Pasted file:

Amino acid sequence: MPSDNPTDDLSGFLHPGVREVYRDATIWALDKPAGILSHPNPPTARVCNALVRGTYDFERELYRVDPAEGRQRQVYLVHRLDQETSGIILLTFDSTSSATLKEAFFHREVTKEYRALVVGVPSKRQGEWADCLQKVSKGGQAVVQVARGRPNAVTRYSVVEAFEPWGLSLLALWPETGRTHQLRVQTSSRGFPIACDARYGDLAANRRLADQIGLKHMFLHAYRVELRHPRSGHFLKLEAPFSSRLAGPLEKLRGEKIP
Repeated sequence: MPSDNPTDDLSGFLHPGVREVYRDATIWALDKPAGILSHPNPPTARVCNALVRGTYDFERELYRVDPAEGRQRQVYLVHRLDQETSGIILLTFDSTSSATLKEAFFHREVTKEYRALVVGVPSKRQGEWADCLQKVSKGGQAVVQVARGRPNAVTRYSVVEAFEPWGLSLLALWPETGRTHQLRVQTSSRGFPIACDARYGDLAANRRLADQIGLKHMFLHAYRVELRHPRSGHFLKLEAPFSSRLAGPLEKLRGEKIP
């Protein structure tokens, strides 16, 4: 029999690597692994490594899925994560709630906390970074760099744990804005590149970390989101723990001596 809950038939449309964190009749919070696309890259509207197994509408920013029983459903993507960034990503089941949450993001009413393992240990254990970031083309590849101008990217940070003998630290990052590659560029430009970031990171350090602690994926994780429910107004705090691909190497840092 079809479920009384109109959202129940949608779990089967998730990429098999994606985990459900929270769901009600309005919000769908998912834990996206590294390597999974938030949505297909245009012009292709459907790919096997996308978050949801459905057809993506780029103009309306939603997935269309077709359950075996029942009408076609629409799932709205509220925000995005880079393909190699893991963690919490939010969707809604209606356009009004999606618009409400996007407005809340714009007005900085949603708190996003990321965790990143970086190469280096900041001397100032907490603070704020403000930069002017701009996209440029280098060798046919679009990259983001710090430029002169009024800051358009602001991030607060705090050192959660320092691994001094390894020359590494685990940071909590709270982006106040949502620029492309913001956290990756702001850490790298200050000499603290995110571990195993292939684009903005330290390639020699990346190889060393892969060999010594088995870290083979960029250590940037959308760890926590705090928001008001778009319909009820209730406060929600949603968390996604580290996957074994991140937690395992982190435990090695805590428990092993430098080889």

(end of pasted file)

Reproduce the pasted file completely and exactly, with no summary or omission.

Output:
Amino acid sequence: MPSDNPTDDLSGFLHPGVREVYRDATIWALDKPAGILSHPNPPTARVCNALVRGTYDFERELYRVDPAEGRQRQVYLVHRLDQETSGIILLTFDSTSSATLKEAFFHREVTKEYRALVVGVPSKRQGEWADCLQKVSKGGQAVVQVARGRPNAVTRYSVVEAFEPWGLSLLALWPETGRTHQLRVQTSSRGFPIACDARYGDLAANRRLADQIGLKHMFLHAYRVELRHPRSGHFLKLEAPFSSRLAGPLEKLRGEKIP
Repeated sequence: MPSDNPTDDLSGFLHPGVREVYRDATIWALDKPAGILSHPNPPTARVCNALVRGTYDFERELYRVDPAEGRQRQVYLVHRLDQETSGIILLTFDSTSSATLKEAFFHREVTKEYRALVVGVPSKRQGEWADCLQKVSKGGQAVVQVARGRPNAVTRYSVVEAFEPWGLSLLALWPETGRTHQLRVQTSSRGFPIACDARYGDLAANRRLADQIGLKHMFLHAYRVELRHPRSGHFLKLEAPFSSRLAGPLEKLRGEKIP
């Protein structure tokens, strides 16, 4: 029999690597692994490594899925994560709630906390970074760099744990804005590149970390989101723990001596 809950038939449309964190009749919070696309890259509207197994509408920013029983459903993507960034990503089941949450993001009413393992240990254990970031083309590849101008990217940070003998630290990052590659560029430009970031990171350090602690994926994780429910107004705090691909190497840092 079809479920009384109109959202129940949608779990089967998730990429098999994606985990459900929270769901009600309005919000769908998912834990996206590294390597999974938030949505297909245009012009292709459907790919096997996308978050949801459905057809993506780029103009309306939603997935269309077709359950075996029942009408076609629409799932709205509220925000995005880079393909190699893991963690919490939010969707809604209606356009009004999606618009409400996007407005809340714009007005900085949603708190996003990321965790990143970086190469280096900041001397100032907490603070704020403000930069002017701009996209440029280098060798046919679009990259983001710090430029002169009024800051358009602001991030607060705090050192959660320092691994001094390894020359590494685990940071909590709270982006106040949502620029492309913001956290990756702001850490790298200050000499603290995110571990195993292939684009903005330290390639020699990346190889060393892969060999010594088995870290083979960029250590940037959308760890926590705090928001008001778009319909009820209730406060929600949603968390996604580290996957074994991140937690395992982190435990090695805590428990092993430098080889």